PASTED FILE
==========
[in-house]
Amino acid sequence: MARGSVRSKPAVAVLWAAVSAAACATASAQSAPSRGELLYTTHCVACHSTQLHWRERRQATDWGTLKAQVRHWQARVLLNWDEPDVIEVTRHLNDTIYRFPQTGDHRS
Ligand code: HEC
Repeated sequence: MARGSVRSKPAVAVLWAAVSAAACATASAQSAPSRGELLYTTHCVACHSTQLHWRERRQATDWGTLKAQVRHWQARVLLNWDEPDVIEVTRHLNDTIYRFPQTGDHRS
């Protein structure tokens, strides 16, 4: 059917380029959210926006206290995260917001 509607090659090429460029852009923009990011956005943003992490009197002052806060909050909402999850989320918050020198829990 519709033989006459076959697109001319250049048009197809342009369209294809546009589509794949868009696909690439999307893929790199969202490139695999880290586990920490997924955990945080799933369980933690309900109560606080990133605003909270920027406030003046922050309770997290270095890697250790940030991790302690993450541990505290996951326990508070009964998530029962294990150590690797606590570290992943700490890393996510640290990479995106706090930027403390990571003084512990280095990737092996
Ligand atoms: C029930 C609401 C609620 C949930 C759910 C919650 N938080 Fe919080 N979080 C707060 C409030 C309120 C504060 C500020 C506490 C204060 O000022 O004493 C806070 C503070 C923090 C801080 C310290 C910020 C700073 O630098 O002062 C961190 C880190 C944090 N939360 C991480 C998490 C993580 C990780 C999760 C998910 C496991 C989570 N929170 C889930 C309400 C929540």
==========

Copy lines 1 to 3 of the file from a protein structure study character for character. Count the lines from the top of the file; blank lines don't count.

[in-house]
Amino acid sequence: MARGSVRSKPAVAVLWAAVSAAACATASAQSAPSRGELLYTTHCVACHSTQLHWRERRQATDWGTLKAQVRHWQARVLLNWDEPDVIEVTRHLNDTIYRFPQTGDHRS
Ligand code: HEC